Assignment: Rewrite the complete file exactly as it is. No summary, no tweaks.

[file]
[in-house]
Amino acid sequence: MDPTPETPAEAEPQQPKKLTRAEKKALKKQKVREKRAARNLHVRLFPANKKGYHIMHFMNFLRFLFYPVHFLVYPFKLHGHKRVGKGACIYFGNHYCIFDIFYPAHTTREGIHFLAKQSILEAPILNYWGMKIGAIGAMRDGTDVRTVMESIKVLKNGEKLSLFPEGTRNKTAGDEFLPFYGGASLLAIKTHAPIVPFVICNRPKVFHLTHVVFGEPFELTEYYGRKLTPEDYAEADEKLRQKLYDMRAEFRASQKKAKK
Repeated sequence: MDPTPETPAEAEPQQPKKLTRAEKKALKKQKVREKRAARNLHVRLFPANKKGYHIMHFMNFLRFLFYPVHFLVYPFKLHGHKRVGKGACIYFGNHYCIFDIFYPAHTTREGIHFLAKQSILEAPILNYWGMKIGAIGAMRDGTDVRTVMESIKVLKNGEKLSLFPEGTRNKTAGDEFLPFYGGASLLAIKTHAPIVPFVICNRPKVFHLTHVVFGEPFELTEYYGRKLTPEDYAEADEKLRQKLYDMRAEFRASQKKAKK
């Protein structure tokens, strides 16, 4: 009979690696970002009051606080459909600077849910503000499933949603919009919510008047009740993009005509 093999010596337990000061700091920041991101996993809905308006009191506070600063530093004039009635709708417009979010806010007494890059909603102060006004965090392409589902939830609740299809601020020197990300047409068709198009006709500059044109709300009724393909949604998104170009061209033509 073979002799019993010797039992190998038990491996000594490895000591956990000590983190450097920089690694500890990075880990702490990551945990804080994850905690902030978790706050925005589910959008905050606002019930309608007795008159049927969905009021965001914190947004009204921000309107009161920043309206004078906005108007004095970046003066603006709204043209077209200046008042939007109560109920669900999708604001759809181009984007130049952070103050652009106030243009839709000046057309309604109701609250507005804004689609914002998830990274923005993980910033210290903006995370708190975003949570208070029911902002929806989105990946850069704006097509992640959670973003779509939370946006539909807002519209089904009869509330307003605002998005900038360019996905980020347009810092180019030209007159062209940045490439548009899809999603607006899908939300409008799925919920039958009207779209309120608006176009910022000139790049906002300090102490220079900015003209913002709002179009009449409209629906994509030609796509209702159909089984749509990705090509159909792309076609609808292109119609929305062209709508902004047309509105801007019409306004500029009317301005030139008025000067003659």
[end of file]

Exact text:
[in-house]
Amino acid sequence: MDPTPETPAEAEPQQPKKLTRAEKKALKKQKVREKRAARNLHVRLFPANKKGYHIMHFMNFLRFLFYPVHFLVYPFKLHGHKRVGKGACIYFGNHYCIFDIFYPAHTTREGIHFLAKQSILEAPILNYWGMKIGAIGAMRDGTDVRTVMESIKVLKNGEKLSLFPEGTRNKTAGDEFLPFYGGASLLAIKTHAPIVPFVICNRPKVFHLTHVVFGEPFELTEYYGRKLTPEDYAEADEKLRQKLYDMRAEFRASQKKAKK
Repeated sequence: MDPTPETPAEAEPQQPKKLTRAEKKALKKQKVREKRAARNLHVRLFPANKKGYHIMHFMNFLRFLFYPVHFLVYPFKLHGHKRVGKGACIYFGNHYCIFDIFYPAHTTREGIHFLAKQSILEAPILNYWGMKIGAIGAMRDGTDVRTVMESIKVLKNGEKLSLFPEGTRNKTAGDEFLPFYGGASLLAIKTHAPIVPFVICNRPKVFHLTHVVFGEPFELTEYYGRKLTPEDYAEADEKLRQKLYDMRAEFRASQKKAKK
């Protein structure tokens, strides 16, 4: 009979690696970002009051606080459909600077849910503000499933949603919009919510008047009740993009005509 093999010596337990000061700091920041991101996993809905308006009191506070600063530093004039009635709708417009979010806010007494890059909603102060006004965090392409589902939830609740299809601020020197990300047409068709198009006709500059044109709300009724393909949604998104170009061209033509 073979002799019993010797039992190998038990491996000594490895000591956990000590983190450097920089690694500890990075880990702490990551945990804080994850905690902030978790706050925005589910959008905050606002019930309608007795008159049927969905009021965001914190947004009204921000309107009161920043309206004078906005108007004095970046003066603006709204043209077209200046008042939007109560109920669900999708604001759809181009984007130049952070103050652009106030243009839709000046057309309604109701609250507005804004689609914002998830990274923005993980910033210290903006995370708190975003949570208070029911902002929806989105990946850069704006097509992640959670973003779509939370946006539909807002519209089904009869509330307003605002998005900038360019996905980020347009810092180019030209007159062209940045490439548009899809999603607006899908939300409008799925919920039958009207779209309120608006176009910022000139790049906002300090102490220079900015003209913002709002179009009449409209629906994509030609796509209702159909089984749509990705090509159909792309076609609808292109119609929305062209709508902004047309509105801007019409306004500029009317301005030139008025000067003659």